Africa’s epicentre of pangolin scale and ivory trade – tackling the drivers of wildlife crime
Just a few short years ago, pangolins were said to be the most trafficked species you’ve never heard of, poached for their meat and scales, but they became much more famous after they were potentially connected to the outbreak of the coronavirus pandemic and, most recently, EIA’s investigations revealed that West and Central Africa have become the epicentre for pangolin scale trafficking to Asia.
Myanmar: ‘Anybody investing in the natural resource sector is, in essence, supporting the military’
EIA’s Forests team has been working on the ground in Myanmar since the country began to emerge from under the shadow of brutal military dictatorship in 2011, exposing illegal timber trade and helping to provide the tools for meaningful reform of its natural resources sector – but all that changed with the coup on 1 February.
Intelligence Week special – meet the team behind the scenes of so much of our success!
As part of our special Investigator Week to celebrate the team’s work, in this episode we get to talk with Mel, our Senior Intelligence Analyst, and her two colleagues, intelligence analysts Martina and Denitsa, about what they do and why it’s key to our success.
Checking out on plastics – are the top UK supermarkets doing enough in the fight against plastic pollution
Whether it’s in the oceans or on the land, the scale of plastic pollution is increasingly impossible to ignore and there’s a rising tide of tide of public opinion wanting to see it tackled.
Exposing the nexus of environmental crime – where the illegal wildlife and timber trades intersect
James Toone, a Senior Campaigner who works across our Wildlife and Forests projects, talks about how timber and wildlife crimes actually have much in common.
Out of Africa – why West and Central Africa is a hotspot for ivory and pangolin trafficking
In the week that we released our new illegal wildlife trade report Out of Africa, Senior Wildlife Campaigner Shruti Suresh and Senior Pangolin Campaigner Chris Hamley discuss its findings and what needs to be done to address the situation as a matter of urgency.
How wildlife criminals have adapted to work from home under pandemic lockdown
The global coronavirus pandemic has dramatically curtailed the way human society functions, impacting on just about every aspect of modern life – but some things never change and wildlife crime has continued throughout the crisis.
Why should you care about what’s going on with Vietnam’s timber sector?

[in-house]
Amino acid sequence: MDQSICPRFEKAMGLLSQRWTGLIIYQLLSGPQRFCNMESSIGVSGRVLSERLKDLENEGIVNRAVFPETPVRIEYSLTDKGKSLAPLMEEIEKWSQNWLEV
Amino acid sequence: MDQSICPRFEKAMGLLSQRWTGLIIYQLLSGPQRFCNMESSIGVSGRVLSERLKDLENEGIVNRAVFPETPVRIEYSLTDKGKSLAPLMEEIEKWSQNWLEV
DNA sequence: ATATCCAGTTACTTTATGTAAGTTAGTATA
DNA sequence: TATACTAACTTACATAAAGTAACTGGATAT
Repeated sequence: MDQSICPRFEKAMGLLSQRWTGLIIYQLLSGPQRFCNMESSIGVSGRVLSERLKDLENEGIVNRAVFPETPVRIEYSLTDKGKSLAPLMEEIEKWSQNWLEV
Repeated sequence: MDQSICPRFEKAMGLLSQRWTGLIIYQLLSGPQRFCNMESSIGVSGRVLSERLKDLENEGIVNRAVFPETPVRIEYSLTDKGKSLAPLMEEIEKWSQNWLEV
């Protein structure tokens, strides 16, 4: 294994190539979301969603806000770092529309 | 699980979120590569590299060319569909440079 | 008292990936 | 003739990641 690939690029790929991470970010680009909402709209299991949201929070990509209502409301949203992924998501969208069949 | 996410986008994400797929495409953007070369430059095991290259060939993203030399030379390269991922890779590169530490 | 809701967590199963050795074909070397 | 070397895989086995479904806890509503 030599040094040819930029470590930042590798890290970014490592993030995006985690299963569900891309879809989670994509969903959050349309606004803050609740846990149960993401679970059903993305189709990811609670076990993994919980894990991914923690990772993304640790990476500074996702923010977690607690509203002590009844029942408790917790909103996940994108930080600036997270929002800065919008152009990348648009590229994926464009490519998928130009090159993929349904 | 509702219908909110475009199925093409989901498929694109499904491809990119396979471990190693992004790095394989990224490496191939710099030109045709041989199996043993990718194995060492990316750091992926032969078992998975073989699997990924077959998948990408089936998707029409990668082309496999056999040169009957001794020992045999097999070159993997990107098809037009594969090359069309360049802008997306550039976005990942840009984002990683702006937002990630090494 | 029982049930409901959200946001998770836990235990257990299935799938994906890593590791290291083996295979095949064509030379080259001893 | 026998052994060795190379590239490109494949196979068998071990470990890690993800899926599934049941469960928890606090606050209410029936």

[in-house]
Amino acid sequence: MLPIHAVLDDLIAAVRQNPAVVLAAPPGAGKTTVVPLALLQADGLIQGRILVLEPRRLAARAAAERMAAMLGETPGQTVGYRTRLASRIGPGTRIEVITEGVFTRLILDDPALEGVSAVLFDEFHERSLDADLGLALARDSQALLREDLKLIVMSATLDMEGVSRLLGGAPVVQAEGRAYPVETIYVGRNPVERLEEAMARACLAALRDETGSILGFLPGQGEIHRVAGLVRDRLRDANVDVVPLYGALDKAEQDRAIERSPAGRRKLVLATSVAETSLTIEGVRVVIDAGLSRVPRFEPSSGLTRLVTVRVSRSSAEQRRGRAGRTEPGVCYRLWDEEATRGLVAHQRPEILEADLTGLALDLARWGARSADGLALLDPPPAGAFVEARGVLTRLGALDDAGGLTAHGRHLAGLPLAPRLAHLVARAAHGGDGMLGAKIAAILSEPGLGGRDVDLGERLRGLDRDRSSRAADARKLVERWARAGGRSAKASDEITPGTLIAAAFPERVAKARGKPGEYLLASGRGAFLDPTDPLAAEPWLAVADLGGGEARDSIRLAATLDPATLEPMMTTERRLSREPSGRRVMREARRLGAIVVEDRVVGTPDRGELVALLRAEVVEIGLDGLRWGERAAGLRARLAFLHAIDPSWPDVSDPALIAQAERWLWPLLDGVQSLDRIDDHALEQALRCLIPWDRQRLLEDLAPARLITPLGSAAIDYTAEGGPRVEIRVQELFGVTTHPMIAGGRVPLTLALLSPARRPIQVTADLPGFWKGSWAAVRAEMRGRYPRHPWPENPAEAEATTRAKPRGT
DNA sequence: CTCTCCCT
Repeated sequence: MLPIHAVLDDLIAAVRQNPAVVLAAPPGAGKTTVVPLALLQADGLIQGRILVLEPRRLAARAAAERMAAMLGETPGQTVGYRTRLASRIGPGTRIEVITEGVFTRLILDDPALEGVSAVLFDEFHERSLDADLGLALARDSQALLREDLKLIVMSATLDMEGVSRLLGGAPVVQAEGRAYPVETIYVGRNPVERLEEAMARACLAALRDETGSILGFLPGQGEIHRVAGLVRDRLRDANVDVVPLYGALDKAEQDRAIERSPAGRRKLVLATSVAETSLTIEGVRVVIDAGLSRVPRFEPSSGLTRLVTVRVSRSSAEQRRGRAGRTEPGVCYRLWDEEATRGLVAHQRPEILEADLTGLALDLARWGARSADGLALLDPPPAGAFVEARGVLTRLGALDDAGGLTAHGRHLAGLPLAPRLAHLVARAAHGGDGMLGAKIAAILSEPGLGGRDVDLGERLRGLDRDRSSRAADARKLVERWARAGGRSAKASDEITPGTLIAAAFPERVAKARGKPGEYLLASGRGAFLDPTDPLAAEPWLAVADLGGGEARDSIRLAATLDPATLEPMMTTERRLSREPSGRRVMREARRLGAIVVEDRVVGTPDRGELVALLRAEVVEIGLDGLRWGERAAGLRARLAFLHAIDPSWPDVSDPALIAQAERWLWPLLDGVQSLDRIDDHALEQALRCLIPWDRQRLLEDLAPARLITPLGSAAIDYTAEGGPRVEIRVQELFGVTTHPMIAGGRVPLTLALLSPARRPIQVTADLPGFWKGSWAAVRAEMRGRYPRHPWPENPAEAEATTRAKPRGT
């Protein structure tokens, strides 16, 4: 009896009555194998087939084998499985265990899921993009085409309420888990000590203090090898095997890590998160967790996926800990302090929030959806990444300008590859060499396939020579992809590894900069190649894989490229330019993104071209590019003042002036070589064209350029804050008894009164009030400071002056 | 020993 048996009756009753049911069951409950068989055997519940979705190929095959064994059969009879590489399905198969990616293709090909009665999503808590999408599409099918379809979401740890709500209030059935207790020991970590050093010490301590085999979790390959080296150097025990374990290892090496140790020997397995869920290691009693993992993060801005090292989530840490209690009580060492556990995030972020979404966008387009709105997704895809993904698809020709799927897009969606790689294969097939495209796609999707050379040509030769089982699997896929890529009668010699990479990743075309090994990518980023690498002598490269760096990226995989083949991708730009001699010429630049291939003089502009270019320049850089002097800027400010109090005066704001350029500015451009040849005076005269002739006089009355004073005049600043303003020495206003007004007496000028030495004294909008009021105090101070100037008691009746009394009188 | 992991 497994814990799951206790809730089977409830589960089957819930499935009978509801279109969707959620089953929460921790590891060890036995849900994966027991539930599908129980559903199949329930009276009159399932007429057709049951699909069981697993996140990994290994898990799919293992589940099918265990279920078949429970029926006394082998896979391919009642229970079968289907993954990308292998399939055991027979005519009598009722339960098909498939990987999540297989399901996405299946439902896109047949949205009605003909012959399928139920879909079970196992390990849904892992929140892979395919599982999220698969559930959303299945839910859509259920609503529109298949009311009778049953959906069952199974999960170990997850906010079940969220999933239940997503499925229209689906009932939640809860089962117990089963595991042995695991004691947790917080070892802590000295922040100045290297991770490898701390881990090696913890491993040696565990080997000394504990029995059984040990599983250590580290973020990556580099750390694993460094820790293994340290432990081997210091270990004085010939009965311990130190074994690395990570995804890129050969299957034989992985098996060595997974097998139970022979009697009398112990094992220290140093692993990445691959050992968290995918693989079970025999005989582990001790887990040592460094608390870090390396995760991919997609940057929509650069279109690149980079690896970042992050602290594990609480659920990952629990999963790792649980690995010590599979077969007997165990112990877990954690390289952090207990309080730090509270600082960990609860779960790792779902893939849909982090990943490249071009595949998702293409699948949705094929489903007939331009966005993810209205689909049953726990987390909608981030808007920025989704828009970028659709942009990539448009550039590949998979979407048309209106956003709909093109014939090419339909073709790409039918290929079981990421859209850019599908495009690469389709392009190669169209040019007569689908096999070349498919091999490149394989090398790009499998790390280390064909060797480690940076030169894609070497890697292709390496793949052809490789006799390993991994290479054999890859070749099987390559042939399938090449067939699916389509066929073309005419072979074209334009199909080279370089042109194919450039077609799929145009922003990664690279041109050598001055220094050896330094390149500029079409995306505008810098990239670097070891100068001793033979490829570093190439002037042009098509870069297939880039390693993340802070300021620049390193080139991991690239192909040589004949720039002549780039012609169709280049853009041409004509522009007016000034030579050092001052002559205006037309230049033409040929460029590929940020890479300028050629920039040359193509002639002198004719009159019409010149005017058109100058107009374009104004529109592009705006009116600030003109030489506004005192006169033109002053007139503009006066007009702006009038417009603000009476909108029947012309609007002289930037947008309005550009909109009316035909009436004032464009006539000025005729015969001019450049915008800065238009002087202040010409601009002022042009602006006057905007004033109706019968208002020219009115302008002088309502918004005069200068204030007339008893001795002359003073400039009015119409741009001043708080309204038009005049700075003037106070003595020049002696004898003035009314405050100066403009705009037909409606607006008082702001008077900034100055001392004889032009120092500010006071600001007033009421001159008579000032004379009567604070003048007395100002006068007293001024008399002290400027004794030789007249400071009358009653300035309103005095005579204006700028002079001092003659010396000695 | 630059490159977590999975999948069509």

New timber import regulations came into effect on 30 October 2020 in Vietnam – which is currently implementing an agreement with the European Union to keep illicit timber out of its huge wood furniture industry.
Following the money – hitting the illegal wildlife trade where it hurts
The global illegal wildlife trade is worth billions every year, money which fuels further environmental crime, drives corruption and undermines sustainable development and conservation – but these huge profits are seldom targeted.
Tipping the scales in our favour – the burning case for urgent action to tackle climate change
Our attention may be consumed by the coronavirus crisis, but the very real threat of climate change hasn’t gone anywhere. Although the world is fast approaching potentially irreversible climate change tipping points, swift action to tackle refrigerant greenhouse gases could go a long way to help.
Not-so-fantastic plastic – why the world needs a global treaty to end plastic pollution
Humans produce a staggering 275 million tonnes of plastic waste a year and very little of it is recycled – mostly, it ends up in the environment, polluting land and sea while having a terrible impact on our natural world. Could the solution be a new global treaty to join forces and fight it together?
Is the coronavirus pandemic a warning to stop exploiting wildlife?
The coronavirus pandemic has plunged a third of the world’s population into lockdown and thrown a harsh spotlight on our dysfunctional and exploitative relationship with wildlife. Is it a warning to seriously mend our ways?
Why is Indonesia abandoning its timber export regulations?
Twenty years ago, the chaos and violence in Indonesia’s forests spurred efforts to put an end to industrial-scale illegal logging and to keep stolen wood out of the country’s exports – but now the Government wants to significantly water down the rules, using the coronavirus pandemic as an excuse.